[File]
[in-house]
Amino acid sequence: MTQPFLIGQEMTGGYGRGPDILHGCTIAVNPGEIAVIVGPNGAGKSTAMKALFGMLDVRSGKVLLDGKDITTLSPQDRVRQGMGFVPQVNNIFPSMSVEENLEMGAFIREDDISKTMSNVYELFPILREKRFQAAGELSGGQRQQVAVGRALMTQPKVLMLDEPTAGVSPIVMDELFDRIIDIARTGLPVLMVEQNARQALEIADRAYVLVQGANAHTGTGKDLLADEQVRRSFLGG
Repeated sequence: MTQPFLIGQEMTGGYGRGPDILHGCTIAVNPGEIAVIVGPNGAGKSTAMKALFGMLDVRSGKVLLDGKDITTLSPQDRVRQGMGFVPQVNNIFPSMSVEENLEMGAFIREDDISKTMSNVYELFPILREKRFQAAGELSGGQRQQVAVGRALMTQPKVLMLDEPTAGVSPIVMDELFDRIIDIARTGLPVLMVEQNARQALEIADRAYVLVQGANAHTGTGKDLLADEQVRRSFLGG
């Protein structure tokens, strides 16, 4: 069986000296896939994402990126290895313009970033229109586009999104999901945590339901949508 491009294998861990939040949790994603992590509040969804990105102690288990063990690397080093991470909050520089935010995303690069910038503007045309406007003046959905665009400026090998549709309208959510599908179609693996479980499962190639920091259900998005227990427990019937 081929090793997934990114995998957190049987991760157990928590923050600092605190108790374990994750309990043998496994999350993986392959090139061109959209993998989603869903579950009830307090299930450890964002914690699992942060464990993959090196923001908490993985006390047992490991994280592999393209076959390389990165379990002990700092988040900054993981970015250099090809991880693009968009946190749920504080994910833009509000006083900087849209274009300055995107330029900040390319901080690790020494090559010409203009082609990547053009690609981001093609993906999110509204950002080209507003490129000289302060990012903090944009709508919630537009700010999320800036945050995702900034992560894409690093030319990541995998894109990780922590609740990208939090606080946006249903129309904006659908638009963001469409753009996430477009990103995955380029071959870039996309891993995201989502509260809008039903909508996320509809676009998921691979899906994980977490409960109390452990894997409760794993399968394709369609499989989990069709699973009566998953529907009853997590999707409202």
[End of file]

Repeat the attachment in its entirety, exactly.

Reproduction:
[in-house]
Amino acid sequence: MTQPFLIGQEMTGGYGRGPDILHGCTIAVNPGEIAVIVGPNGAGKSTAMKALFGMLDVRSGKVLLDGKDITTLSPQDRVRQGMGFVPQVNNIFPSMSVEENLEMGAFIREDDISKTMSNVYELFPILREKRFQAAGELSGGQRQQVAVGRALMTQPKVLMLDEPTAGVSPIVMDELFDRIIDIARTGLPVLMVEQNARQALEIADRAYVLVQGANAHTGTGKDLLADEQVRRSFLGG
Repeated sequence: MTQPFLIGQEMTGGYGRGPDILHGCTIAVNPGEIAVIVGPNGAGKSTAMKALFGMLDVRSGKVLLDGKDITTLSPQDRVRQGMGFVPQVNNIFPSMSVEENLEMGAFIREDDISKTMSNVYELFPILREKRFQAAGELSGGQRQQVAVGRALMTQPKVLMLDEPTAGVSPIVMDELFDRIIDIARTGLPVLMVEQNARQALEIADRAYVLVQGANAHTGTGKDLLADEQVRRSFLGG
């Protein structure tokens, strides 16, 4: 069986000296896939994402990126290895313009970033229109586009999104999901945590339901949508 491009294998861990939040949790994603992590509040969804990105102690288990063990690397080093991470909050520089935010995303690069910038503007045309406007003046959905665009400026090998549709309208959510599908179609693996479980499962190639920091259900998005227990427990019937 081929090793997934990114995998957190049987991760157990928590923050600092605190108790374990994750309990043998496994999350993986392959090139061109959209993998989603869903579950009830307090299930450890964002914690699992942060464990993959090196923001908490993985006390047992490991994280592999393209076959390389990165379990002990700092988040900054993981970015250099090809991880693009968009946190749920504080994910833009509000006083900087849209274009300055995107330029900040390319901080690790020494090559010409203009082609990547053009690609981001093609993906999110509204950002080209507003490129000289302060990012903090944009709508919630537009700010999320800036945050995702900034992560894409690093030319990541995998894109990780922590609740990208939090606080946006249903129309904006659908638009963001469409753009996430477009990103995955380029071959870039996309891993995201989502509260809008039903909508996320509809676009998921691979899906994980977490409960109390452990894997409760794993399968394709369609499989989990069709699973009566998953529907009853997590999707409202």